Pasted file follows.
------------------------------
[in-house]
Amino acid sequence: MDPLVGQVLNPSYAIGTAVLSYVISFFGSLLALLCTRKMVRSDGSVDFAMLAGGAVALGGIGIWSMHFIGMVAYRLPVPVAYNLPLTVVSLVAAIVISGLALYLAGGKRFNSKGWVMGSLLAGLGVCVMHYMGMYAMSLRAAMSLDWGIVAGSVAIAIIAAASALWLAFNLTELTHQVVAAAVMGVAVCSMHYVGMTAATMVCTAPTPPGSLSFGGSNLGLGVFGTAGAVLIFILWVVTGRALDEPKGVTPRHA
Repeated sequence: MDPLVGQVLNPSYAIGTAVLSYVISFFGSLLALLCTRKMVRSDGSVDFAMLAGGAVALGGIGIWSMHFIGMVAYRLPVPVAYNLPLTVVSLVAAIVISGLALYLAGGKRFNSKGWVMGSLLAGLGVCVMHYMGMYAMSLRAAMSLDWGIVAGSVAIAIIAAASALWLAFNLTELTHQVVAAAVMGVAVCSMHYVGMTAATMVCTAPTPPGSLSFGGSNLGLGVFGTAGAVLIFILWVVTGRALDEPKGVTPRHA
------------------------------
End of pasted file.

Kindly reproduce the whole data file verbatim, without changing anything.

[in-house]
Amino acid sequence: MDPLVGQVLNPSYAIGTAVLSYVISFFGSLLALLCTRKMVRSDGSVDFAMLAGGAVALGGIGIWSMHFIGMVAYRLPVPVAYNLPLTVVSLVAAIVISGLALYLAGGKRFNSKGWVMGSLLAGLGVCVMHYMGMYAMSLRAAMSLDWGIVAGSVAIAIIAAASALWLAFNLTELTHQVVAAAVMGVAVCSMHYVGMTAATMVCTAPTPPGSLSFGGSNLGLGVFGTAGAVLIFILWVVTGRALDEPKGVTPRHA
Repeated sequence: MDPLVGQVLNPSYAIGTAVLSYVISFFGSLLALLCTRKMVRSDGSVDFAMLAGGAVALGGIGIWSMHFIGMVAYRLPVPVAYNLPLTVVSLVAAIVISGLALYLAGGKRFNSKGWVMGSLLAGLGVCVMHYMGMYAMSLRAAMSLDWGIVAGSVAIAIIAAASALWLAFNLTELTHQVVAAAVMGVAVCSMHYVGMTAATMVCTAPTPPGSLSFGGSNLGLGVFGTAGAVLIFILWVVTGRALDEPKGVTPRHA